Bollywood season of 50 awards, 10 contenders begins

By Priyanka Khanna, Indo-Asian News ServiceimageNew Delhi, Jan  (IANS) It’s that time of the year again when the Hindi film industry gets into the self-congratulatory mode by awarding itself and everybody is at their diplomatic best.

As the award season gets underway every weekend will be an awards night. Channel surf any time after 8 p.m., and there is a good chance of stumbling upon some Bollywood starlet pirouetting before an audience comprising a smattering of stars – bad props, unbearable anchors and canned applause being common features.

Bollywood award nights are more an exercise in making everyone happy with an ever-widening range of categories for roughly the same number of contenders. Each function features a sickening dose of bonhomie and mutual backslapping and some actors rightfully making their presence felt by their absence. Every year a new award is instituted and this season is no different.

As has been the tradition, most Bollywood film awards throw up roughly the same set of toppers. You cannot blame them. Even in a good year as 2006, the number of flops far exceeded the number of hits. Say, for example, if there were 10 praise-worthy films in 2006, then 50 award functions will felicitate the same 10 films.

As a courtesy, the nomination list will include all good films, whether they are commercial hits or not, but the ones that take home the trophy will be the ones who made the cash registers ring the loudest. Even the coveted National Film Awards have in the recent past begun to sing the same tune.

“Hindi film award functions are a very diplomatic affair to say the least. And raw talent is not enough. This time every year the high and mighty of the Indian entertainment industry engage in sweet nothings with media houses, hold behind-the-door parleys with trade pundits and do whatever else it takes to be in the reckoning for the honours,” says an industry watcher.

In the past, it was assorted film magazines that took on the onus of awarding the blazing talent our industry routinely displays in products. Then, corporates began stepping in, tagging their company names to the word ‘awards’. Now, it’s anybody’s guess. Telecom companies, TV channels, random groups comprising producers’ wives – everyone has an award show going. Worse, they all promise to be annual affairs.

Doubts about the credibility of Bollywood awards have often been raised from within the industry. Aamir Khan, among the most influential Bollywood actors, does not attend awards because he feels all of them are biased. And to top it all, we have maverick filmmaker Ram Gopal Varma, who does not believe in the awards system at all. Seasoned actor Anupam Kher, who has been offered a role in Oscar award-winner director Ang Lee’s next film, is also among those who routinely give Bollywood award functions a miss.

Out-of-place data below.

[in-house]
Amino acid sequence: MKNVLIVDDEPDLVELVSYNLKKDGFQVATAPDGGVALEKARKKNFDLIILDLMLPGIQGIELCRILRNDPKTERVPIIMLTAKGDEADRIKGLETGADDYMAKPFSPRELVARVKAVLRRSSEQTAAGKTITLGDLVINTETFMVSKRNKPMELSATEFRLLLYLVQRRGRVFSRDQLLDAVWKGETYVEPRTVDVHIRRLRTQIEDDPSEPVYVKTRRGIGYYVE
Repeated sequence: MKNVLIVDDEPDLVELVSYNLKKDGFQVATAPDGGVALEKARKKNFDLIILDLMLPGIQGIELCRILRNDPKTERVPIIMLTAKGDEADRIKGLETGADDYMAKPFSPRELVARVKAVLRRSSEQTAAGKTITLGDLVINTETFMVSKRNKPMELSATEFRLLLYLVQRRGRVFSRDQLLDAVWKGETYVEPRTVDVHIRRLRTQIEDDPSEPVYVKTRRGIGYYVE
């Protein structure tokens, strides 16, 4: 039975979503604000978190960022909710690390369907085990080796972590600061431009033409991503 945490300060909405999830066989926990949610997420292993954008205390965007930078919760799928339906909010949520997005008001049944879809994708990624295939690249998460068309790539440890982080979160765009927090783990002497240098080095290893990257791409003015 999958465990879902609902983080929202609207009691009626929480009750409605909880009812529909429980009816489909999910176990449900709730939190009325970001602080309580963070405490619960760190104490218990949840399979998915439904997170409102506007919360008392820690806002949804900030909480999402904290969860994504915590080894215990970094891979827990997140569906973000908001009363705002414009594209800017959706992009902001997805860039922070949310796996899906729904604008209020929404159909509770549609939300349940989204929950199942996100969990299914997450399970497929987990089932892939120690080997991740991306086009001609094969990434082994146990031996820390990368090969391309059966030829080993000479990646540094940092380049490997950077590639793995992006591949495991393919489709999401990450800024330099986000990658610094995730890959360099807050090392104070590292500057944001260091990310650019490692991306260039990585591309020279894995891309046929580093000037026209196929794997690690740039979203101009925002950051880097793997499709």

Trade observer Taran Adarsh says: “In a poll to rate the credibility of awards, out of 1.2 million respondents, 45 percent felt that all the existing awards were arbitrary and unfair in some manner.

“The maximum that any award could manage was Filmfare, which was judged fair by as low as 40 percent of the respondents. For all the others, it was pathetic. National Awards are judged as fair by only 15 percent.”

The shower of awards has already begun with trade magazine Screen announcing its 2006 winners Saturday. And the list of winners suggests that this award season will not be too different from the ones before.

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Certain performances of 2006 are going completely unnoticed in the award season. Kher, Konkana Sen Sharma, Nana Pathekar, John Abraham, Ajay Devgan, Ranveer Shorey, Bomain Irani, Rahul Bose etc are not even finding a mention in the list of nominations for some awards.

Though much has been done to bridge the artificial divide between star and actor, a lot is needed. About time the industry started to appreciate the actors who are not necessarily glamorous stars. For instance, anywhere else in the world, actors like Shabana Azmi, Naseeruddin Shah and Om Puri would have been major stars.

In Hollywood, guys who look like Joe Pesci and Danny DeVito are stars. Here a Rajpal Yadav still runs the risk of ending up playing silly comic roles, and Raghuvir Yadav may get typecast as the village idiot.

So a non-actor like Fardeen Khan keeps getting films, and if actresses like Urmila Matondkar or Kareena Kapoor do one scene well in a film, they get best actress nominations.

Since top actresses like Aishwarya Rai and Kareena are now willing to experiment with roles (admittedly when their opportunities in commercial cinema have reduced due to the advent of newer faces), even parallel cinema makers do not want to cast less well-known but more talented actors like Nandita Das or Tabu.

The industry has no place for Seema Biswas except in mother roles, and Nirmal Pandey was forced to play caricature villains. Ashish Vidyarthi just gets to play very routine negative roles, and Manoj Bajpai failed when he insisted on playing the romantic lead.

Unconventional-looking talented actors are trying to break the mould but they are not even called upon to use a great range of emotions, use their intelligence, vary their appearance and voice or dig deep into experience or do detailed research. Here is hoping year 2007 will bring the change that is so badly needed.

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